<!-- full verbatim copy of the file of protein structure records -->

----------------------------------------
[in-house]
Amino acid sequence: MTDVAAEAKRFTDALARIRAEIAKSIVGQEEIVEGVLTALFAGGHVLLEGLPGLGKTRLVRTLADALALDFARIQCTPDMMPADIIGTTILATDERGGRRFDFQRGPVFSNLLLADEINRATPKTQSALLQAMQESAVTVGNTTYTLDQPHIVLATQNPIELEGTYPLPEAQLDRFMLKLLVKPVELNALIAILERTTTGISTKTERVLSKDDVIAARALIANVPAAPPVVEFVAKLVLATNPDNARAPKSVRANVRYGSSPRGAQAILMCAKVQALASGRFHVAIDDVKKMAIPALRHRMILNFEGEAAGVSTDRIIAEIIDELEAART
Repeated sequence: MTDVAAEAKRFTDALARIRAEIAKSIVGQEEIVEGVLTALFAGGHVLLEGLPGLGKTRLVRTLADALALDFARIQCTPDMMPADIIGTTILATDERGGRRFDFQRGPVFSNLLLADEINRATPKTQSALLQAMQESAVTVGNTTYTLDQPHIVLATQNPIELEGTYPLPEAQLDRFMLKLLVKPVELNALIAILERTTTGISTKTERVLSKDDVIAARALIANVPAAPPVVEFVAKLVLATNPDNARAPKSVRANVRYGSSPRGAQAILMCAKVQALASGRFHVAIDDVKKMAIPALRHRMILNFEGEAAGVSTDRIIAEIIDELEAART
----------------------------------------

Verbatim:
[in-house]
Amino acid sequence: MTDVAAEAKRFTDALARIRAEIAKSIVGQEEIVEGVLTALFAGGHVLLEGLPGLGKTRLVRTLADALALDFARIQCTPDMMPADIIGTTILATDERGGRRFDFQRGPVFSNLLLADEINRATPKTQSALLQAMQESAVTVGNTTYTLDQPHIVLATQNPIELEGTYPLPEAQLDRFMLKLLVKPVELNALIAILERTTTGISTKTERVLSKDDVIAARALIANVPAAPPVVEFVAKLVLATNPDNARAPKSVRANVRYGSSPRGAQAILMCAKVQALASGRFHVAIDDVKKMAIPALRHRMILNFEGEAAGVSTDRIIAEIIDELEAART
Repeated sequence: MTDVAAEAKRFTDALARIRAEIAKSIVGQEEIVEGVLTALFAGGHVLLEGLPGLGKTRLVRTLADALALDFARIQCTPDMMPADIIGTTILATDERGGRRFDFQRGPVFSNLLLADEINRATPKTQSALLQAMQESAVTVGNTTYTLDQPHIVLATQNPIELEGTYPLPEAQLDRFMLKLLVKPVELNALIAILERTTTGISTKTERVLSKDDVIAARALIANVPAAPPVVEFVAKLVLATNPDNARAPKSVRANVRYGSSPRGAQAILMCAKVQALASGRFHVAIDDVKKMAIPALRHRMILNFEGEAAGVSTDRIIAEIIDELEAART